In September 1983, there was one more incident we learned about only after the collapse of the USSR and the end of the Cold War: on the night from September 25th to the 26th, Stanislav Petrov, deputy lieutenant of the Soviet missile defence and air force who was working in a complex outside Moscow realised that the alarm cautioning against a ballistic missile attack from the US is the result of an emergency of the computer system.

Maintaining his calm, he cautioned the world against an accidental explosion of a global nuclear conflict. This incident, of course, was not connected to the Soviet-American crisis, but years later it is worth noting that it took place in the nervous months of 1983 and shows how little was needed for a catastrophe. In the first days of November 1983, NATO undertook manoeuvres and exercises codenamed “Able Archer ‘83”. Today we know that from November 2th to the 11th the world was on the verge of atomic warfare.

In Moscow, the manoeuvres were considered to be real preparations of the West for an attack. This is why the Soviet military in Eastern Europe and atomic units around the world were in a state of the highest readiness. In the Kremlin, there were preparations for a counterattack against the US and NATO. Only three people in the Soviet Union had the permission to use nuclear arms: the head of the Communist Party (in other words, the acting leader of the country), and later the minister of defence and the army’s commander. It is worth emphasising that in this time the Soviet leader Yuri Andropov was seriously ill and governed the state from a hospital bed.

The “Able Archer ‘83” was the following scenario: the ORANGE (Warsaw Pact) alliance attacks Finland, Yugoslavia, Western Europe and the Middle East, and it next decides to use chemical arms against the West. ORANGE tried to crush anti-communist uprisings in Eastern Europe with arms. The BLUE (NATO) alliance in response to the use of chemical weapons by ORANGE asked for the permission of political leaders for the use of nuclear arms. The permission is granted. As part of the exercises, there were commands simulating a nuclear attack. Because of this signal, the Soviet Union seriously anticipated an attack. Fortunately, the simulated use of nuclear arms was the last act of the war scenario. The manoeuvre ended on November 11th. The real attack from the West anticipated by Moscow did not occur. The nuclear alarm in the USSR was cancelled. Two months after “Able Archer ‘83”, Yuri Andropov, who as the chief of the KGB was the mind behind Operation RYAN.

Years later, it was discovered that these 10 days in November 1983 were the hottest moment of the Cold War since the Cuban Missile Crisis. Robert Gates, the former chief of the Pentagon who then worked for the CIA, today believes that the tensions from the autumn of 1983 were all the more horrifying as the West did not entirely understand how much the USSR feared an attack. Interestingly, on the basis of declassified memoranda and American documents it can be inferred that when the reports about the nervous reactions of the Soviets arrived at the desk of President Ronald Reagan himself he asked his advisors if the Soviets were bluffing or if they genuinely fear nuclear warfare. The president and his team realised that they should try to resolve Soviet fears and lessen Cold War tensions. Since 1985, when Mikhail Gorbachev came to power in the Kremlin, the road to Soviet-American agreement about the gradual levelling of the threat and the beginning of nuclear disarmament began to take real shape.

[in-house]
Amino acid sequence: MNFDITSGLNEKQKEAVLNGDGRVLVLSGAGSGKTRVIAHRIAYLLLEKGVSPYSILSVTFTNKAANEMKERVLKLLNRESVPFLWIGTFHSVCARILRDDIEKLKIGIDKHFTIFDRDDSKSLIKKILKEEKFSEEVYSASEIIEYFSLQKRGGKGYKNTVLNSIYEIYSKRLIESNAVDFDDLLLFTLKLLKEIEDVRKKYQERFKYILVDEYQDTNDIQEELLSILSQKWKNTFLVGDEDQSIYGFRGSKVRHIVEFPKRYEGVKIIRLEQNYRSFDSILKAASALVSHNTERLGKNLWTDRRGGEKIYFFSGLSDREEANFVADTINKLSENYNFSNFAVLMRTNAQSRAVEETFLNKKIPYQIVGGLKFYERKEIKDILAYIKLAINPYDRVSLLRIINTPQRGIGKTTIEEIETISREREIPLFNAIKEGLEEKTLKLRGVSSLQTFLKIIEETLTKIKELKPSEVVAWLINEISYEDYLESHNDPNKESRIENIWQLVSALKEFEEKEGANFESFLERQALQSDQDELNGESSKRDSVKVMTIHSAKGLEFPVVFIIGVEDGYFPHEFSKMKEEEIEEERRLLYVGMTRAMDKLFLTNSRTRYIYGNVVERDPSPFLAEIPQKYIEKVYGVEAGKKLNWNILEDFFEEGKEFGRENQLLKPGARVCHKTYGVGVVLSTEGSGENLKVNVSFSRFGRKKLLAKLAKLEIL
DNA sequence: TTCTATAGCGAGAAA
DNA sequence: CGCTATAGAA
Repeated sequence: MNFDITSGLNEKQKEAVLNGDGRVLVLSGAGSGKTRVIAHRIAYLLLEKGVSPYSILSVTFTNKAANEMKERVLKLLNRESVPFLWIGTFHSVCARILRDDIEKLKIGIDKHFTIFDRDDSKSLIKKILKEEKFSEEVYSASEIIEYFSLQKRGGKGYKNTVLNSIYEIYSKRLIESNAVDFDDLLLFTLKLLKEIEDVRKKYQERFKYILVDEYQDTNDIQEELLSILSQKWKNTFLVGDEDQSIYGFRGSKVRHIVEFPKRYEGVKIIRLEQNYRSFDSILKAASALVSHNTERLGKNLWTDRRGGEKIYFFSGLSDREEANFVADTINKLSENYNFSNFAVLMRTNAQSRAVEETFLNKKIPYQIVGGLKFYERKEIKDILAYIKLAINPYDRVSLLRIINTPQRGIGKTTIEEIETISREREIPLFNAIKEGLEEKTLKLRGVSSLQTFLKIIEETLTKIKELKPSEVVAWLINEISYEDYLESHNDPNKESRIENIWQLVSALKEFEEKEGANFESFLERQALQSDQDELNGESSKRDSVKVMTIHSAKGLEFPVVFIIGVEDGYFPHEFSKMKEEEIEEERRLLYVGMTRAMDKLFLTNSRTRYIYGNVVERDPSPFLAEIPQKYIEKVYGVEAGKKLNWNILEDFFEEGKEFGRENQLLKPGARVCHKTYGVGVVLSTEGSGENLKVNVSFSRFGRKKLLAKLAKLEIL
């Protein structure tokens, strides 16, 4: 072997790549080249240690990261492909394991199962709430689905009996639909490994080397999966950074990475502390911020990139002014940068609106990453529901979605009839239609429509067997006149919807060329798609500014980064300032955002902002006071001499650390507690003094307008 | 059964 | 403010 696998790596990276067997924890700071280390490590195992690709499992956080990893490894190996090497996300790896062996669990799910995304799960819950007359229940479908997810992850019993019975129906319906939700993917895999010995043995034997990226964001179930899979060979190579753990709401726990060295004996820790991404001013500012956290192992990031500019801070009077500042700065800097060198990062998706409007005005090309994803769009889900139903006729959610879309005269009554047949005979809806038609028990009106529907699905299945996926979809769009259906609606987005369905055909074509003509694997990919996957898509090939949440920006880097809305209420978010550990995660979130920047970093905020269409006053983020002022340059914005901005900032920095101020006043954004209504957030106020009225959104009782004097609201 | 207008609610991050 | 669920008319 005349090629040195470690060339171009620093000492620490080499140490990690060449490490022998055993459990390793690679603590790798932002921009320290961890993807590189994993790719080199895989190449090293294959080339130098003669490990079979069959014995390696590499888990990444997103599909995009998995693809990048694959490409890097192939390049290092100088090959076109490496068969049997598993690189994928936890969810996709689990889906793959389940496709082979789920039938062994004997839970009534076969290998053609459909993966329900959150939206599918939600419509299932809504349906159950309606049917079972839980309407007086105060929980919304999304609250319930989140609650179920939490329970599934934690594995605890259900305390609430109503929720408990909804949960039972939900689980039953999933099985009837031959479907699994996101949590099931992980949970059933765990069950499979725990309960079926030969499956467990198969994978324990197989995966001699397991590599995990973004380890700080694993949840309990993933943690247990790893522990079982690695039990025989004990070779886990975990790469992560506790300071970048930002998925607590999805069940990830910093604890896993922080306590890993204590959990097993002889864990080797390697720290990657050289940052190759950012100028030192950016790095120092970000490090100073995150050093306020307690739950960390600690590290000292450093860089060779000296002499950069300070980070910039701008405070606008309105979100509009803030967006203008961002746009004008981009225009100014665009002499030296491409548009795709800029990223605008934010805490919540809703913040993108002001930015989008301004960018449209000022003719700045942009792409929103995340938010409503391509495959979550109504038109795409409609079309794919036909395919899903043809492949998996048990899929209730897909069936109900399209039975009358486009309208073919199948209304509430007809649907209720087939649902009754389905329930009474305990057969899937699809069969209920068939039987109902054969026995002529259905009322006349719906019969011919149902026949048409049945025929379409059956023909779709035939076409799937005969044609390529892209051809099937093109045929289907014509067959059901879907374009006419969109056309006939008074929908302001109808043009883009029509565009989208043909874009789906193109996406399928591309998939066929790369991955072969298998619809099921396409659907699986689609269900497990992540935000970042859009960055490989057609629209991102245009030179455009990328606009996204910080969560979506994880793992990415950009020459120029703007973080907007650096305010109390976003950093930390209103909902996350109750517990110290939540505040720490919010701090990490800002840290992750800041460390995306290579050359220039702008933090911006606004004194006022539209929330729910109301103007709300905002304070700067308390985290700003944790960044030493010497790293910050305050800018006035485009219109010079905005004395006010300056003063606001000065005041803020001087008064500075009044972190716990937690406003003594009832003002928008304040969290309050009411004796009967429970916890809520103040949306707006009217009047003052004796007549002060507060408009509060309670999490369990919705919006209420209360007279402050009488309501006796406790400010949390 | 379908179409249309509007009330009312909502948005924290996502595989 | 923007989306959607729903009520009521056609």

An empire with feet of clay

Shortly after finishing the “Able Archer ‘83” manoeuvres, the deputy chief of the CIA’s National Intelligence Council Herbert E. Meyer prepared a special brief for his superiors, including the head of the CIA. This document was strictly confidential and was titled “Why Is the World So Dangerous?” Meyer asked what the Soviet leaders are preparing and what the condition of their state is like. His conclusions written at the end of 1983 (today, they are available in the American archives) can shock with their accurate diagnosis. Meyer says that after a decade of global successes in the 1970s, from the early 1980s the Soviet Union is on the defensive, and the predicted demise of the United States’ power is not at all coming. The USSR is experiencing colossal economic problems, it is increasing its budget at the expense of the development of the country, and the demographic trends are suggesting a shrinking of the empire’s Russian-language population and signalise a growth of Muslims, towards whom the Russians are not well-disposed.

The brief also states that the USSR as a multinational state had failed. Additionally, the economic, political and military costs of maintaining a powerful empire – including its European, Asian and Caribbean parts – were growing. Of course, Poland played a part in weakening the empire, and especially costly was Moscow’s economic life support for Cuba. Perhaps the most important conclusion of the brief was that if the Soviet Union would not catch up to and overtake America – which did not seem likely – it would never do so. Meyer wrote that the Kremlin would have to decide whether it will accept its fate or try to radically preclude the collapse of the empire, causing a war, for example. If the Soviet comrades choose the second option, the world will again find itself on the threshold of a military conflict. But Herbert Meyer also wrote that “third and fourth-level” comrades see the need for essential reforms in the state. Today, we can judge that Meyer’s report essentially accurately predicted Perestroika.

In 1983, for the first time in the 20th century the world was on the threshold of nuclear war. Two or three years later, both superpowers – the United States and the Soviet Union – were on the road to moving away from hostility and cold war. Three decades after the crisis of 1983, it is worth mentioning how little remained for history to take an entirely different shape, that is if there still would have been history.

While writing this text, I used documents from the National Security Archive as well as archives from the CIA and American State Department.

This text appeared in issue Nr. 6 (XXXII) 2013 of Nowa Europa Wschodnia.

Translated by Filip Mazurczak

Jacek Stawiski is a journalist and commentator for TVN24. He leads the Horyzont programme.